Friday, 9 November 2007

KIT list and suppliers

Several people have recently asked me for kit recommendations - apart from the gear we stock which is all tested by us - the below list might be found to be helpful!!

Comprehensive Kit List
(Including suppliers list)

The below is a list of the typical items carried by the bearclaw team during our courses and various adventures.

It builds upon the generic course kit list and is designed to give you a more detailed list including the websites of the various suppliers we would recommend.

Please mention Bearclaw Bushcraft when contacting any of the suppliers listed below.

Clothing –

Under wear
Underpants – cotton summer/winter

T/shirt – cotton is fine for summer. Winter opt for Montane Terra, Icebreaker or layering via the Ullsfrotte range to avoid chilling.

Shirt – cotton for the summer

Micro fleece for wet/cold or a Army Norgee is ok for dry cold climate

Thermal layer
Montane Extreme Smock - this is my year round top perfect for all conditions as a solo layer or as layering.
Snugpak make two thermal mid-layer jackets – the elite pile (cold/wet) or the Sleeka elite (dry/wet) – requires a natural fibre outer layer if working around campfires

Greenlander, Forester or Barents trousers by Fjellraven as all top quality robust trousers – the professionals choice

Windproof/outer layer
British Antarctic survey smock, tough Ventile jacket, well designed with plenty of pockets. Windproof, fire safe and shower proof - recommended

General wear wool socks are best as these are warm even when wet. Ullsfrotte are good – British army socks are also a favourite

Leather work gloves offer some elemental protection and are useful around the fire. Mekralon or thermal liners enhance these is cold weather. In extreme cold woollen mittens inside leather chopper mittens are robust and warm.


General purpose good all rounds are Rogue boots. For wet climates rogues can be worn with Sealskinz socks but Lundhags are a great choice also.

Head gear
For sunny climate Tiley hats or boonie hats in cotton with brims work well. For colder conditions woollen watch caps like the Ullsfrotte Luva are best. For woodlands and general wear the Fjallraven range of hats or caps is recommended.

By far the most versatile waterproof item a bushcrafter can use is the poncho – adapting from waterproof to shelter to a million things in between – highly recommended are the genuine US army ponchos with the Fjallraven coming in a close second

Call Jasper and ask for a genuine US poncho.


A strong wide belt which can be used as a tool suspension system, lash, and strap for carrying firewood ect is ideal – this is not used to hold up trousers!! (Brady belt)

Cutting Tool
For the novice we recommend a medium (100mm) bladed knife like the Frosts Mora or Clipper.

For the more experienced or those travelling further a field a large camp knife like the Wilderness knife is a wiser choice as this knife is designed to do fine carving as well as chopping and splitting

A small folding knife such as those made by Opinel are great utility tools and ideal for kitchen tasks

Possibles Pouch
A Possibles belt pouch contains all those essential items we need to survive – call it the backwoodsman’s survival kit its worn on the belt with our cutting tool – thus in theory if we strip down to a underwear we should still be able to wear our belt in case of an emergency.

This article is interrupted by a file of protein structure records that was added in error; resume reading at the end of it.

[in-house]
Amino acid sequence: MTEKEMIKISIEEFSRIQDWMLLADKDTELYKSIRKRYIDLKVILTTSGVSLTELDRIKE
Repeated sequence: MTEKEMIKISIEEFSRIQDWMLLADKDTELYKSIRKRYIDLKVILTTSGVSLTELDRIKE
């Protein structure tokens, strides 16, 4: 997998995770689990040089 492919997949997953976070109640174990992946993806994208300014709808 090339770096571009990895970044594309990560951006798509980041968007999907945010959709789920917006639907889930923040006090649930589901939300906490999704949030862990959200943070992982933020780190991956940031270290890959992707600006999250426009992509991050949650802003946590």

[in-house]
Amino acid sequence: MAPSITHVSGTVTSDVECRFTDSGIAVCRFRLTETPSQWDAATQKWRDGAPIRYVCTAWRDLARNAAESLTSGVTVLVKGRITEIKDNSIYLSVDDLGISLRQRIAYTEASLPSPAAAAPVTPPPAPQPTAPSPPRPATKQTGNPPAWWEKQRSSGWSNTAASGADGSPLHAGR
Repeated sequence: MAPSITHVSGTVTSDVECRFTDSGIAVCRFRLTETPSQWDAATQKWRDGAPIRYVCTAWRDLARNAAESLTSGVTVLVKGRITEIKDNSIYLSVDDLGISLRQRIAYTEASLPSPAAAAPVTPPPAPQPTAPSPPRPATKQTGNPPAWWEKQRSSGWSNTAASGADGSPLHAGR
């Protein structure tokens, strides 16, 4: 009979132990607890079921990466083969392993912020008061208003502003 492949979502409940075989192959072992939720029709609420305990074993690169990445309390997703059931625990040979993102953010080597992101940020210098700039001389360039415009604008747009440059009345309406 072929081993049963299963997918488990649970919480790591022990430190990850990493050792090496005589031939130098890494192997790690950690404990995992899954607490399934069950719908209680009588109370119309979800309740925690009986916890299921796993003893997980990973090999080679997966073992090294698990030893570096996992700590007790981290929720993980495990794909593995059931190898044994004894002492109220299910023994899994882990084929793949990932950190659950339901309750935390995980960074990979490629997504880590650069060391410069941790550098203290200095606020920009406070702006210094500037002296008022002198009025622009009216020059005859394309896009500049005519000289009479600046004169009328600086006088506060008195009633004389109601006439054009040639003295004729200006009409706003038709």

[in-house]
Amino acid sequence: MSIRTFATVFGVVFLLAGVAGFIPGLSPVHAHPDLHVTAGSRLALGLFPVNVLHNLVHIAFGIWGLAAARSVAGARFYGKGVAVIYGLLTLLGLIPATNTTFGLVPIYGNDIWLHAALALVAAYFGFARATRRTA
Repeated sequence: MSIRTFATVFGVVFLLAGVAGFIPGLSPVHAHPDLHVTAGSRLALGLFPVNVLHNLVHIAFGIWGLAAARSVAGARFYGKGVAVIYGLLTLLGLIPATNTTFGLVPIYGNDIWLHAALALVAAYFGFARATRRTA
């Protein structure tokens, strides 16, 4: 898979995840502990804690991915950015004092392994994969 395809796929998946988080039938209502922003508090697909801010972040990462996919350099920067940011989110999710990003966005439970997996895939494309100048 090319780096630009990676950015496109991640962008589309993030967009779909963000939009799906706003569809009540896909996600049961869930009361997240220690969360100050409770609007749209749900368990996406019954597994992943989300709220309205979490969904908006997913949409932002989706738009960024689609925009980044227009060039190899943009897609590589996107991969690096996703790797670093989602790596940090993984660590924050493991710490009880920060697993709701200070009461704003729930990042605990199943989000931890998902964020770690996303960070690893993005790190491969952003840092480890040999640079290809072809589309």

Wooden – hand made by you!

Stone and mini steel – are best for the field, used to top up the edge on your cutting tools. The Fallkniven DC range works well but can be very coarse. Mini-steels are ideal for adding a micro secondary bevel especially for game preparation.

A compass with a whistle attached and the knowledge of how to use both is essential.

Non-safety matches carried in a old camera film case are a versatile emergency back up to your fire lighting kit

Swan Vesta – were available
Flint bar
Carry your ferro rod (Jukka stick being the original or a fireball) in a rubberised tinder pouch (tobacco skin) – this means your fire lighting kit is to hand and that damp tinder can breath or be dried by body heat if carried in the pocket.

Insect repellent
Nordic summer is a favourite – life systems pump DEET sprays are strong and effective

First Aid kit
A small cuts kit should be carried whenever you carry your knife – a military First field dressing (FFD) is a good back up – make the kit yourself to meet your ability and needs.

Para cord
Genuine 550 is the best but hemp or natural cordage is ideal as it will degrade if left in the woods.

A Maglite or Petzl Tikka Head torch are a good well tried and tested choice.

Field and Camping gear

Water bottle
Nalgene bottles are tough and well thought out – wide mouthed allowing better re-hydration as well as being easier to refill from tap or stream.

Sleeping bag
One season – Snugpak Jungle bag (synthetic)
2/3 Season Fjellraven Distance 5 (down)
3/4 Season Snugpak Elite 3 (synthetic)

Sleeping mat
Therma-rest is without a doubt our favourite but for the base camp nothing bests the comfort of a reindeer skin.

Bivi bag
Light weight Snugpak bivi bag is a good choice but if size matter the Alpkit bivi bags has been found to carry favour with the team here. Bombproof and long lasting the genuine British army bivi bag is a perennial favourite but ensure is genuine and not a cheap copy.

The Kathmandu tarp is light yet robust – our favourite without a doubt

Swedish army mess kit


Fjellraven Vintage 20lt is an excellent top spec day sack. (the new 30lt will be even better!!)

Karrimor Sabre 45 – weekend pack

Karrimor Sabre 75 – Top spec well designed and highly respected full sized pack

Spare clothing
Spare clothing should include a change of clothing which can be worn if your normal layers get soaked – it can also include task specific clothing such as waterproof socks or

Cameras – books – mobile phones.

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